The U.S. Supreme Court ruled 6-3 on Monday, March 7 that prisoners may bring a civil rights claim to try to obtain DNA evidence and assert their innocence, handing a victory to Texas death row inmate Hank Skinner who is represented by the University of Texas School of Law's Capital Punishment Clinic.
The decision in Skinner v. Switzer is also the latest in an unbroken string of victories the clinic's faculty and students have enjoyed at the Supreme Court since 2004. Students played a major role in preparing Clinical Law Professor Rob Owen, a co-director of the clinic and Skinner's attorney, for oral argument before the Court last October.
"We are very pleased with today's decision by the Supreme Court, holding that Mr. Skinner may invoke the protections of the federal Civil Rights Act in his effort to obtain access to evidence for DNA testing," Owen said. "The Court's action corrects the Fifth Circuit's fundamental misunderstanding of this important principle. As Justice Ginsberg states in her majority opinion, there is no reason to fear that lawsuits like Mr. Skinner's will overwhelm the federal courts. The high court's ruling will simply make it possible for Mr. Skinner to vindicate his due process rights in federal court, a right long enjoyed by prisoners in other parts of the country.
"We look forward to making our case in federal court that Texas's inexplicable refusal to grant Mr. Skinner access to evidence for DNA testing is fundamentally unfair and cannot stand."
The decision reverses an appeals court ruling, sending the case back to district court in Amarillo. Owen said he expects the district court to set a schedule for the expeditious resolution of Skinner's due process claims after the Supreme Court issues its official mandate on the case next month.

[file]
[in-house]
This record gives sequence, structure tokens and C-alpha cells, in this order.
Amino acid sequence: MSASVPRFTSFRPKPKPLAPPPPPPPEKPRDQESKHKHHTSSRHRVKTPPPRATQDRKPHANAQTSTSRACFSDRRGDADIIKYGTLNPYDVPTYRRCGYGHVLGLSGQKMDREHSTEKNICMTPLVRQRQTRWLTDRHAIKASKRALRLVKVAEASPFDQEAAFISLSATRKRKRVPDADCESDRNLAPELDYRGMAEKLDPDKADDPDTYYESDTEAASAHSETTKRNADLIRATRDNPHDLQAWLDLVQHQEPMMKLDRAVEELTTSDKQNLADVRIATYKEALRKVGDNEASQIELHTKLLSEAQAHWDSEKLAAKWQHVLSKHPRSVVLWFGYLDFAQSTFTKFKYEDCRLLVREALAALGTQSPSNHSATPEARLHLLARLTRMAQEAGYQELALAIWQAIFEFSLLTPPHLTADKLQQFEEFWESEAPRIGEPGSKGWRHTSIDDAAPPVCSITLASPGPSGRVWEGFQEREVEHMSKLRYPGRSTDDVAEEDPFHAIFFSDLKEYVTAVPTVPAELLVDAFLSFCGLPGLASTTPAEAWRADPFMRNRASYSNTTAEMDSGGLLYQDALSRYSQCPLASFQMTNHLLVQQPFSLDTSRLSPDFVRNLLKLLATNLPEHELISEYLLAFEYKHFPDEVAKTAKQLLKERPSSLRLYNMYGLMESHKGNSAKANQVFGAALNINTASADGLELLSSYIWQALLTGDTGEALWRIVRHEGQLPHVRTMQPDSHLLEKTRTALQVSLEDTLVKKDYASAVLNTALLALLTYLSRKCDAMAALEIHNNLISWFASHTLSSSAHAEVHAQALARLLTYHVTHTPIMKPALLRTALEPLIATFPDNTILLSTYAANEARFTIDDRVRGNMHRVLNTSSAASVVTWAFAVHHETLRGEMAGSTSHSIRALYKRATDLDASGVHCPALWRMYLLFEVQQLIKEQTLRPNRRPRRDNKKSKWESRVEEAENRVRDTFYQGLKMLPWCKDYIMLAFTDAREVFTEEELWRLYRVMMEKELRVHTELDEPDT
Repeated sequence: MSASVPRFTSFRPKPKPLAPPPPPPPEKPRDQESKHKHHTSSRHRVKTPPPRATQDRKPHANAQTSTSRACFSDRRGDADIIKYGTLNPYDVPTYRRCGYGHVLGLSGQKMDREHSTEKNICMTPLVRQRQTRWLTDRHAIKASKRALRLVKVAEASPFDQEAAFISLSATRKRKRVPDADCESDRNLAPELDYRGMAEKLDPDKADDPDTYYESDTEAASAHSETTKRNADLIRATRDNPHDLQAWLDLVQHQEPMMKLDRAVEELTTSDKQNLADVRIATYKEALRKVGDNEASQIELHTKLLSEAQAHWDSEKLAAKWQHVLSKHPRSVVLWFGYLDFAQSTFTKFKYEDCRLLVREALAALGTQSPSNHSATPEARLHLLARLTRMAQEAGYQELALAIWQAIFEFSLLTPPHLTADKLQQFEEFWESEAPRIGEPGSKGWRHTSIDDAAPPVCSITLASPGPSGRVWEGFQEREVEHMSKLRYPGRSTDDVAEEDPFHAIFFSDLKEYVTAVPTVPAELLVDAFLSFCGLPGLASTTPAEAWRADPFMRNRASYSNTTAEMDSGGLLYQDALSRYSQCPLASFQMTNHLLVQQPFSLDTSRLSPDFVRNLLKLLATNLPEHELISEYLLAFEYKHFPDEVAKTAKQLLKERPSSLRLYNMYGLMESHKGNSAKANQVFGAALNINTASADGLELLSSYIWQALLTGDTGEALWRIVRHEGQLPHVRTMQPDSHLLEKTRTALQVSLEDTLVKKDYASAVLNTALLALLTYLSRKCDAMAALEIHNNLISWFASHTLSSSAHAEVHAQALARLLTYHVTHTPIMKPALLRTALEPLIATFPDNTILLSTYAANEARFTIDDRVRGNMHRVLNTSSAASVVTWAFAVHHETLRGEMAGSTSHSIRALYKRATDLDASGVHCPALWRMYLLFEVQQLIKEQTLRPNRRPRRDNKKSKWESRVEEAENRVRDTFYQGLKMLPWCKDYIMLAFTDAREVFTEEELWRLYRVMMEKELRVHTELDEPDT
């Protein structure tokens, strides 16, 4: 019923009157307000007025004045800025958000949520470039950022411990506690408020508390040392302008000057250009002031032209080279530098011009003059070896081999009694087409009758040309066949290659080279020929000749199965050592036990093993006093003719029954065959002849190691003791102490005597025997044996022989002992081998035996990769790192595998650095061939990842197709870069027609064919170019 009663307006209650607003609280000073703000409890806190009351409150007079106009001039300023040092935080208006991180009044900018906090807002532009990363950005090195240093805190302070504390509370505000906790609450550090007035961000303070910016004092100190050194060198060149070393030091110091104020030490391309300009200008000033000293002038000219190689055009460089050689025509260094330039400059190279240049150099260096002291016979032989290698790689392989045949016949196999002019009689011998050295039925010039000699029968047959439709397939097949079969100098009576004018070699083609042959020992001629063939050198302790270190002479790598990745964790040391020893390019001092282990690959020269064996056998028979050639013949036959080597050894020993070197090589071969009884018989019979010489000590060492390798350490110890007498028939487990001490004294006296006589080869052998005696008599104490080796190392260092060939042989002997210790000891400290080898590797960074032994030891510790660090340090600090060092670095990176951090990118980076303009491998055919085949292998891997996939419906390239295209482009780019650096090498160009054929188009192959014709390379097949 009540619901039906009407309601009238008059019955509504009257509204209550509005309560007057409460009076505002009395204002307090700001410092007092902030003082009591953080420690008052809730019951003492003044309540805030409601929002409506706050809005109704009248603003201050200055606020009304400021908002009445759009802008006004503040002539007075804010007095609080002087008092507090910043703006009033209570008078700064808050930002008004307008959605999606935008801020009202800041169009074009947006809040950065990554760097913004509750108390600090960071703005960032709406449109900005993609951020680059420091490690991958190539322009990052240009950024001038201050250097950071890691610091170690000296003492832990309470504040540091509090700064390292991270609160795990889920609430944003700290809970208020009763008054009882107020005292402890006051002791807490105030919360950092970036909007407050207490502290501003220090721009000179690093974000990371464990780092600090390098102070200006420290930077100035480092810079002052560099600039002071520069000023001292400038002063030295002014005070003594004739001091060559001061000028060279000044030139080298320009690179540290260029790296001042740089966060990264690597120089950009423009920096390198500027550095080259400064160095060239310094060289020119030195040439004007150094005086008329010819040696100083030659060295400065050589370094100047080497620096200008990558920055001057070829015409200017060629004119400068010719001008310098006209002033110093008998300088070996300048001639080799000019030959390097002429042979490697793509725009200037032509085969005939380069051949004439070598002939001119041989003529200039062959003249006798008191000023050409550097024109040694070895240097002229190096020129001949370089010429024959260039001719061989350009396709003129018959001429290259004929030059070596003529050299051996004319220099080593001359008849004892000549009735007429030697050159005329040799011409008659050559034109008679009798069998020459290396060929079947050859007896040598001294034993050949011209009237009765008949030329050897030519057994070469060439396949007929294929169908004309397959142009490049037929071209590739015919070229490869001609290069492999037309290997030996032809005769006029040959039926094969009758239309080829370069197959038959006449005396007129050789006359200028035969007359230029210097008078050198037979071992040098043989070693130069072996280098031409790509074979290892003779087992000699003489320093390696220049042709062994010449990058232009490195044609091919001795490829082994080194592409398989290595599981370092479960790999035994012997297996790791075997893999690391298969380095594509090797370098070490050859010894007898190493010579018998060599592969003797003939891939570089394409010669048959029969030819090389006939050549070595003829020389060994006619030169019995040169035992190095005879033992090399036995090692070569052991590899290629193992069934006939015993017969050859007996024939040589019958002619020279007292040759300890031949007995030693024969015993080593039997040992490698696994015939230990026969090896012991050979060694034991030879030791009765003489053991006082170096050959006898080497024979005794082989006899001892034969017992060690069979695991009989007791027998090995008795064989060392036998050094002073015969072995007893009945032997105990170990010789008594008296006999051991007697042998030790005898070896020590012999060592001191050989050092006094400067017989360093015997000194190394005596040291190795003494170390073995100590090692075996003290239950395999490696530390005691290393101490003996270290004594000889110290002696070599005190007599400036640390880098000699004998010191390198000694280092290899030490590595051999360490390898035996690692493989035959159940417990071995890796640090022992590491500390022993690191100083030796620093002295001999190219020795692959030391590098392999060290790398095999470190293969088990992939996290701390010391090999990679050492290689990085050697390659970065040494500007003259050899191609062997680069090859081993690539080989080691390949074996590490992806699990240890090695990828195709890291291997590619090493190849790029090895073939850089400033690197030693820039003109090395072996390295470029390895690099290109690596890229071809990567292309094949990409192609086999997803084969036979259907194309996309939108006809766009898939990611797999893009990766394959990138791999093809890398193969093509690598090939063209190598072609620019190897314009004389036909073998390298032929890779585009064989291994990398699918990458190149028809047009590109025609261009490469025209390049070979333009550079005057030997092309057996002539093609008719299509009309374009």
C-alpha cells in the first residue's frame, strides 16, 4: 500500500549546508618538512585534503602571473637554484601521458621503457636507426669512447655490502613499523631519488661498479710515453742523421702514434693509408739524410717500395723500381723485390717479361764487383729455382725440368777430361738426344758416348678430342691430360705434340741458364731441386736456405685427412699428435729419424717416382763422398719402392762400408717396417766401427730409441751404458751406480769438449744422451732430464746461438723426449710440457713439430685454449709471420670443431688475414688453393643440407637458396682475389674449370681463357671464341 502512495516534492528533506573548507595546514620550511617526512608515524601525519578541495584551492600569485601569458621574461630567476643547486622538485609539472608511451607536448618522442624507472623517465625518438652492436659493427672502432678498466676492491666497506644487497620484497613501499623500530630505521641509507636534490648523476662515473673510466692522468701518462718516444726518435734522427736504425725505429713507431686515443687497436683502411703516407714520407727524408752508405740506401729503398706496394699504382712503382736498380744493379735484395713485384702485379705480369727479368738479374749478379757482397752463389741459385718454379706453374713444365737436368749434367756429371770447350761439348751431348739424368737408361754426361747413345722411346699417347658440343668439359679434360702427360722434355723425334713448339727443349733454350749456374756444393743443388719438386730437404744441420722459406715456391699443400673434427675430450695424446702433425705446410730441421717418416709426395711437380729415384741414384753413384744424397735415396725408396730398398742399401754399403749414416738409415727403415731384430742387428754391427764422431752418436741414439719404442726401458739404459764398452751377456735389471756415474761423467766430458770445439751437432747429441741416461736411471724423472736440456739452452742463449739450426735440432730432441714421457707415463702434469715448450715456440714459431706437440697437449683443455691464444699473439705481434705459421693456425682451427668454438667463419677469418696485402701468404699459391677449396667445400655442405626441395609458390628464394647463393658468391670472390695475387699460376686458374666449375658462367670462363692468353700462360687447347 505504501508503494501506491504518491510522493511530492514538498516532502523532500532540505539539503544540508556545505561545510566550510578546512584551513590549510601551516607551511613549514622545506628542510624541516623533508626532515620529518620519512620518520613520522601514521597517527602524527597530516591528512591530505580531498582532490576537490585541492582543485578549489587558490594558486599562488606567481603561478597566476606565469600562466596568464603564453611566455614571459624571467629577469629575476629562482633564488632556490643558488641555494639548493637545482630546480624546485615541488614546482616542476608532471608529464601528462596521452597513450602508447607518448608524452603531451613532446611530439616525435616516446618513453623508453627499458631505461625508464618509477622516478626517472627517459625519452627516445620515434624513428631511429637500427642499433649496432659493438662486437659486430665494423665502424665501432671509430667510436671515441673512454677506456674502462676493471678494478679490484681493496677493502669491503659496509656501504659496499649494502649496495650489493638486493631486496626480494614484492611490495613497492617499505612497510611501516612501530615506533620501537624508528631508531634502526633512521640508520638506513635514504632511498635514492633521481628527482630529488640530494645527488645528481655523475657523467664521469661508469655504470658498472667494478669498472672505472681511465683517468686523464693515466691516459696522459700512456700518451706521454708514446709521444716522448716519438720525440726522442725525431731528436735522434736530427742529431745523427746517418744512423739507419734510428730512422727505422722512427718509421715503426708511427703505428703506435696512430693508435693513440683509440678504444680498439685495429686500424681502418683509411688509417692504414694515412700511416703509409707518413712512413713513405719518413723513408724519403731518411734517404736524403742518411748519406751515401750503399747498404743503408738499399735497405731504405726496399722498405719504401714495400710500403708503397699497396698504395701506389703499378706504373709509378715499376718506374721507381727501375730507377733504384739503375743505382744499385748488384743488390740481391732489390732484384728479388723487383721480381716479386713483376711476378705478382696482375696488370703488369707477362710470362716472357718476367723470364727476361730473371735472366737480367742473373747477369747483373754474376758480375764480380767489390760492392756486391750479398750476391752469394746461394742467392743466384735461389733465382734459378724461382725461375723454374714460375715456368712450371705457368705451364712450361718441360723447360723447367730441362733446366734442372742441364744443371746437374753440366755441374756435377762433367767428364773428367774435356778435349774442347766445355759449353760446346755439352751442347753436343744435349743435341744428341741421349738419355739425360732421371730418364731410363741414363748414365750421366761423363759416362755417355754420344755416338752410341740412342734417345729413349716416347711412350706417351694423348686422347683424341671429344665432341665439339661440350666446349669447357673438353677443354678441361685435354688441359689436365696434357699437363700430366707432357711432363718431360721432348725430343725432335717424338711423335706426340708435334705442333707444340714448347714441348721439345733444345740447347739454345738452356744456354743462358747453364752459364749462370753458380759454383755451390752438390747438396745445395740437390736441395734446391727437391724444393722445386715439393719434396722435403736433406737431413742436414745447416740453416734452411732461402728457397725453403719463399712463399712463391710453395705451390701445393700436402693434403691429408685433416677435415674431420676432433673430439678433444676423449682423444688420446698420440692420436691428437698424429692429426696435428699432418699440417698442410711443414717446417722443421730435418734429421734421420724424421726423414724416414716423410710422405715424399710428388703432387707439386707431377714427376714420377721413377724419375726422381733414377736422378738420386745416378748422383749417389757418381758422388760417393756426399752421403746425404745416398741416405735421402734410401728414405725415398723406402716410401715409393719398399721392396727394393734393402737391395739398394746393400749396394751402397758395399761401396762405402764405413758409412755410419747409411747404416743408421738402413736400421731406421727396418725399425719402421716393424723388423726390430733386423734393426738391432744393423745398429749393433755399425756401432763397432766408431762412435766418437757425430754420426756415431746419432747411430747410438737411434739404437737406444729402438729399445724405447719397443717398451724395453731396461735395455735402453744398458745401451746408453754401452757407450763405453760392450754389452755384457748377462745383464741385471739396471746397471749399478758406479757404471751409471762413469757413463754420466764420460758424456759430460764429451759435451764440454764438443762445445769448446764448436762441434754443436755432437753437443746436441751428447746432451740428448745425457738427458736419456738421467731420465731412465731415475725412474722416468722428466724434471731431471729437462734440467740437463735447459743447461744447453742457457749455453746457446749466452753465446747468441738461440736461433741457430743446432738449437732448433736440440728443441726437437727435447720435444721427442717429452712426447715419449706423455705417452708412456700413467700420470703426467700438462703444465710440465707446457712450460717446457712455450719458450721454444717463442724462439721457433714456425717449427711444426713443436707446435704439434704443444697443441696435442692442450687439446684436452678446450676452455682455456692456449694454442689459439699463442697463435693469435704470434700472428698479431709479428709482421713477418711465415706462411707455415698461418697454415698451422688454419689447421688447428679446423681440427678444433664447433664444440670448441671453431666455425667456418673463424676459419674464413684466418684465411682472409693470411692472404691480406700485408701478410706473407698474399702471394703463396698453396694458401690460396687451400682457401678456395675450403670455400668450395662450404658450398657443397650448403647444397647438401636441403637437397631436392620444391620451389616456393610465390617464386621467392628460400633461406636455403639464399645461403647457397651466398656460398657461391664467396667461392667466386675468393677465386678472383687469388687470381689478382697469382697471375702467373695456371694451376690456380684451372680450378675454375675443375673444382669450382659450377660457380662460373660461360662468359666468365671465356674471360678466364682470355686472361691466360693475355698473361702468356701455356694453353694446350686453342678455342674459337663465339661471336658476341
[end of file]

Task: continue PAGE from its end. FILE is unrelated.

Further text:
Skinner, who has always maintained his innocence, was convicted and sentenced to death in 1995 for murdering his girlfriend and her two adult sons in their home in the Panhandle town of Pampa, Texas, on New Year's Eve 1993. For 10 years, Skinner has sought access to certain evidence from the crime scene for the purpose of performing forensic DNA testing he says could clear him. Owen, with lawyers from the firm of Skadden Arps, represented Skinner in his bid to use a civil rights statute (42 U.S.C. § 1983) to gain access to that evidence.
This case presented another opportunity for students in the Capital Punishment Clinic to play a substantial role in litigation at the nation's highest court. It was the fourth time in recent years the Supreme Court agreed to hear a case in which the Capital Punishment Clinic was involved. Students from the clinic also traveled to Washington D.C. last October to watch Owen argue the case before the Justices.
The Supreme Court issued Monday's decision in the Skinner case with Justices Ginsburg, Roberts, Scalia, Breyer, Sotomayor and Kagan in the majority. Justices Thomas, Kennedy and Alito dissented. Text of the decision (PDF) is available on the U.S. Supreme Court's Web site.